5. Various of people behind barriers waiting to watch race
6. SOUNDBITE: (English) Vox pop:
"Well because he's from the States, to win it once is incredible, as far as... he was five per cent away from death, it's an incredible story as far as cancer... what a story for any cancer patient. We're all from the States, to be here, we've been on the road for two and a half weeks, we've done Kilimanjaro. But we started here, we backed everything up so we could be here this morning to watch Lance make history and win number six."
7. SOUNDBITE: (English) Vox pop:
"We planned our whole trip so we could be here to watch Lance Armstrong win for a record sixth time, and we're really proud of him, he's a great athlete and a survivor."
8. Various race fans
9. SOUNDBITE: (English) Vox pop:
"I think maybe for the French sports, they're used to taking drugs so they have to make those accusations when someone wins. However I don't think for the Americans that's how it works usually and I think Lance is clean. So that's why we're here - to show support probably for that too. And I think that's why you get so many Americans out here."
10. Race clock and finish line
11. Tilt down of finish line
13. Barriers lining the road
14. German fans
15. Sign in support for American cyclist Lance Armstrong and German cyclist Jan Ullrich
American cyclist Lance Armstrong has just one more line to cross on Sunday before seizing his place in sporting history as the first six-time winner of the celebrated Tour de France.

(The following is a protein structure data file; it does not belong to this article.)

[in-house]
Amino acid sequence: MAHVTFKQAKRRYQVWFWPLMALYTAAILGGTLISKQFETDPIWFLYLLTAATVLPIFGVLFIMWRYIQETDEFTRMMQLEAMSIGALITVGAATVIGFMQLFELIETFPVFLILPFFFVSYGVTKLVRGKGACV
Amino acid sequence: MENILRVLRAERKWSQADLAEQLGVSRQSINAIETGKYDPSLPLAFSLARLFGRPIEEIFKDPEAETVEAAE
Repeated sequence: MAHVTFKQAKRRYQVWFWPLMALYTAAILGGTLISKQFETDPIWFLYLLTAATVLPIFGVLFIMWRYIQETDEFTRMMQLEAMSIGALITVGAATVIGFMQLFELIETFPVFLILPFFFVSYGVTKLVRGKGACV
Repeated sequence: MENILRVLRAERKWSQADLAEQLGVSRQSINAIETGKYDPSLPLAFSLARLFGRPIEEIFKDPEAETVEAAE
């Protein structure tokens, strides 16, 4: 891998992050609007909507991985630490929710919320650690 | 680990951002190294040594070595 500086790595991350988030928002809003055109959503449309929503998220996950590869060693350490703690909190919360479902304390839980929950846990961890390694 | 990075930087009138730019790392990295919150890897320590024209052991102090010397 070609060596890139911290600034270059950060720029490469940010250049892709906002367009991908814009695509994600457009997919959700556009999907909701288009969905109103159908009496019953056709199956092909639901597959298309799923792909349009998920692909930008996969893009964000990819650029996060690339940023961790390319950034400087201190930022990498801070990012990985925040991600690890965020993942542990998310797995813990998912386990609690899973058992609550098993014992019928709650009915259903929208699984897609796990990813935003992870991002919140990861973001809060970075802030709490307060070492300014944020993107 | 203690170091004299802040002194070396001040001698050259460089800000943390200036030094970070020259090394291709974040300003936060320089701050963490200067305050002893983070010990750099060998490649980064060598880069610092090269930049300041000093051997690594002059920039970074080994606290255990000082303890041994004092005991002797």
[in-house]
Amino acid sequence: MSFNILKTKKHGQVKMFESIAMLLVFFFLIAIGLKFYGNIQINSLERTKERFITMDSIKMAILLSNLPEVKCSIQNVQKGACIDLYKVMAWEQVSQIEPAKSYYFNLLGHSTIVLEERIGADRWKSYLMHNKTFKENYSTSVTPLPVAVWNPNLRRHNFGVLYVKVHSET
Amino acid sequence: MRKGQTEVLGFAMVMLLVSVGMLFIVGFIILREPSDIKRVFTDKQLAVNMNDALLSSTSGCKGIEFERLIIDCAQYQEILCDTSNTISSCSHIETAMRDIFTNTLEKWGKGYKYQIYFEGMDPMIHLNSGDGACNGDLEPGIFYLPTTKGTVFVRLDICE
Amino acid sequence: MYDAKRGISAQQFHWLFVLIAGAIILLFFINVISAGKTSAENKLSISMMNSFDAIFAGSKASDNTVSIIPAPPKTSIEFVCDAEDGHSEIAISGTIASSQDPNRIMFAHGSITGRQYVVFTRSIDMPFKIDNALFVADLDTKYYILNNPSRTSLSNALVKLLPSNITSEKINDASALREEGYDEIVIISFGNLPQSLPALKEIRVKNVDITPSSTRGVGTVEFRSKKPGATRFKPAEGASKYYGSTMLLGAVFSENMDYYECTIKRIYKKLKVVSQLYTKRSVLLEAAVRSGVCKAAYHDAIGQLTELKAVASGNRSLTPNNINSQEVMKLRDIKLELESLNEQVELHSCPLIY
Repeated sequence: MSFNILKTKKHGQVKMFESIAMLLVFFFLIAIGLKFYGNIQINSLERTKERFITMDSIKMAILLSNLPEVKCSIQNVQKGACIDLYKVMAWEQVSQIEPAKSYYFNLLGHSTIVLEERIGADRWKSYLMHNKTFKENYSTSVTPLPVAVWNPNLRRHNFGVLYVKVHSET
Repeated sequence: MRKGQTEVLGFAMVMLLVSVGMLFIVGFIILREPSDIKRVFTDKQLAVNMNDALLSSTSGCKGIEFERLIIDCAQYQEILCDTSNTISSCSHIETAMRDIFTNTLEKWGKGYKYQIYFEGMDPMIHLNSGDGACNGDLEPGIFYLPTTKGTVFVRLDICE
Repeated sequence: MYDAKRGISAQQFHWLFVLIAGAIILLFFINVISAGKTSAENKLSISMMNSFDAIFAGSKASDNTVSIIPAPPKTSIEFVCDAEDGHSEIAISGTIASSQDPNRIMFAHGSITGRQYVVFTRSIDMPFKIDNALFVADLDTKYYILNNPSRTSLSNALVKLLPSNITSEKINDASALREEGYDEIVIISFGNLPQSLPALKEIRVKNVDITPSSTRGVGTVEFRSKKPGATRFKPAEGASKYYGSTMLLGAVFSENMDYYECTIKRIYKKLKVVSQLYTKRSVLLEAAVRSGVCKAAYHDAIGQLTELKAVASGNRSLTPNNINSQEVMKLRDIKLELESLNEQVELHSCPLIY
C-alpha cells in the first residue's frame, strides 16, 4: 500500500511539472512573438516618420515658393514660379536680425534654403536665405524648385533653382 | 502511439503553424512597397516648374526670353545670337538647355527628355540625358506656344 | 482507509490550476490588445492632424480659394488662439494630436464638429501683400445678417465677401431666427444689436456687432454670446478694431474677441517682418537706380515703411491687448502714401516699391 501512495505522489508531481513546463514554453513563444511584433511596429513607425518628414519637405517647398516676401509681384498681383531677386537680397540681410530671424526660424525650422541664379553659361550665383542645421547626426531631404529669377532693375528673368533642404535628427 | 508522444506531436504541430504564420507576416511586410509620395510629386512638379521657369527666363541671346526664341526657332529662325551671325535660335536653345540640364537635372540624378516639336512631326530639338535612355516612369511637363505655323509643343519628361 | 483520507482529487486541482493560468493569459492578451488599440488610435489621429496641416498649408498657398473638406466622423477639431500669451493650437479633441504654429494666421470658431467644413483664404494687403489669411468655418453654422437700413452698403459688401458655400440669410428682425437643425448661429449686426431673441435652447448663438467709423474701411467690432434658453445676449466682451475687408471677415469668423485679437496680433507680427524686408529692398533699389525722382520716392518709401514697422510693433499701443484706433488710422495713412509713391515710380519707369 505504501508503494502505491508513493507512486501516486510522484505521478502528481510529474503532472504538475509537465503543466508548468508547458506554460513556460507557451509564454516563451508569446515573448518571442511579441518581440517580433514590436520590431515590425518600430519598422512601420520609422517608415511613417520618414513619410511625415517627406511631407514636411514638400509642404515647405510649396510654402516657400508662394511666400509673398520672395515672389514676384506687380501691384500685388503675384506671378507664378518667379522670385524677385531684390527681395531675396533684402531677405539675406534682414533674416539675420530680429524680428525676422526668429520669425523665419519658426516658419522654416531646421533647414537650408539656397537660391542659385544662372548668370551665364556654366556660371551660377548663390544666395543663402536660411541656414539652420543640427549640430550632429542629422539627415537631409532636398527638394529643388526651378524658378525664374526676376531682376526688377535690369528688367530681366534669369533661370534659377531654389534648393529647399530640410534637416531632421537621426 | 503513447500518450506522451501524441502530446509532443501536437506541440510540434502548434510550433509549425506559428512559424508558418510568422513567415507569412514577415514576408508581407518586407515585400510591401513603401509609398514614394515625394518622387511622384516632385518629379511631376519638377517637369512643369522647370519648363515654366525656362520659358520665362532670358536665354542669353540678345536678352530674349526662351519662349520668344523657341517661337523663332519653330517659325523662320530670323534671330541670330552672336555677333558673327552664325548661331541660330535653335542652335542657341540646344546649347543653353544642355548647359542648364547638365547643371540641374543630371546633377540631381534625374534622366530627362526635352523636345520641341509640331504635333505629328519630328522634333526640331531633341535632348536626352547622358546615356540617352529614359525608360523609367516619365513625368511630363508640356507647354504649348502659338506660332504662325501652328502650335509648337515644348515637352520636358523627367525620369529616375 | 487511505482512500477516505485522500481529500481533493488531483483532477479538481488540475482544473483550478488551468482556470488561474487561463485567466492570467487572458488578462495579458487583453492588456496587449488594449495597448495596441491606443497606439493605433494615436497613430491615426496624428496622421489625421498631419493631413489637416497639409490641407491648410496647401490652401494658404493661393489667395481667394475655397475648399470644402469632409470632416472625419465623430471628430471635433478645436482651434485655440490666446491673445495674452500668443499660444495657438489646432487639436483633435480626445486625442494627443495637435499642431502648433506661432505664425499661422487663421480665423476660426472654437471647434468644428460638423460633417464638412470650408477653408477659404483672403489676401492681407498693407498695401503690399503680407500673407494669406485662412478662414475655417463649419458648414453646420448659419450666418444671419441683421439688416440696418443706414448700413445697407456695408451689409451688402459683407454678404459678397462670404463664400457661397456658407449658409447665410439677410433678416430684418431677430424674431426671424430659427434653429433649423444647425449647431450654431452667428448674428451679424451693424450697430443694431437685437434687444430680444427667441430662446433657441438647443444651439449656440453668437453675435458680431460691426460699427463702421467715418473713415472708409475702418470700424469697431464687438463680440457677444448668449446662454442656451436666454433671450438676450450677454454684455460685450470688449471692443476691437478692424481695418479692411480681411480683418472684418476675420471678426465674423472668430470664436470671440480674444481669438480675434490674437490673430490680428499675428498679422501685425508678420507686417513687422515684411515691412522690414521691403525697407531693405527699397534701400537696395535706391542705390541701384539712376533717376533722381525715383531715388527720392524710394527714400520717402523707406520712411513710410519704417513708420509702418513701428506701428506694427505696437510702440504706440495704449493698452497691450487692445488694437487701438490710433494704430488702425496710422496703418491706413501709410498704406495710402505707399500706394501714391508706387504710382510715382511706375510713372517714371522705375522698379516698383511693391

The tour is an agonising, 23-day race that rewards the fastest overall racer.
Champagne was guaranteed to flow among Armstrong's US Postal team as they pedal from Montereau south of Paris to the finish line on the famed Champs-Elysees boulevard so the 32-year-old Texan can collect the winner's yellow jersey.
Only a crash or other disaster can stop him from becoming, in titles at least, the greatest of the tour's 53 winners.
American fans were gathering behind barricades along the race route in the French capital to see the athlete pedal to victory.
Many had arranged trips or holidays, around the final leg of the race.
While Armstong's victory is all but assured when the race ends at about 5:30 pm (1530 GMT), a furious battle was expected for the green jersey that rewards the race's best sprinter.
Robbie McEwen, Thor Hushovd and Eric Zabel will still be vying for that title.
As overall leader, Armstrong set out last Saturday on the rolling 55-kilometre (34.1-mile) time trial course that looped south of Besancon, the birthplace of literary giant Victor Hugo.
At the first time check 18 kilometres (11 miles) in, Armstrong was already 43 seconds quicker than Germany's Jan Ullrich, considered the American's chief rival when the race got under way July 3.
At the finish, the Texan almost caught Ivan Basso, even though the Italian started three minutes ahead of him.
The stage win was Armstrong's fifth this Tour, bettering his previous best of four in a single Tour since he inaugurated his reign in 1999 having conquered cancer.
Armstrong was crowned world champion in Oslo, in 1993 at the age of just 21, but in 1996 he had to put his career on hold when he was diagnosed with testicular cancer.
Despite being given only a 50/50 chance of survival, he fought against the deadly disease and returned to win every Tour de France since 1999.
One race fan said Armstrong's story was an inspiration for cancer patients everywhere.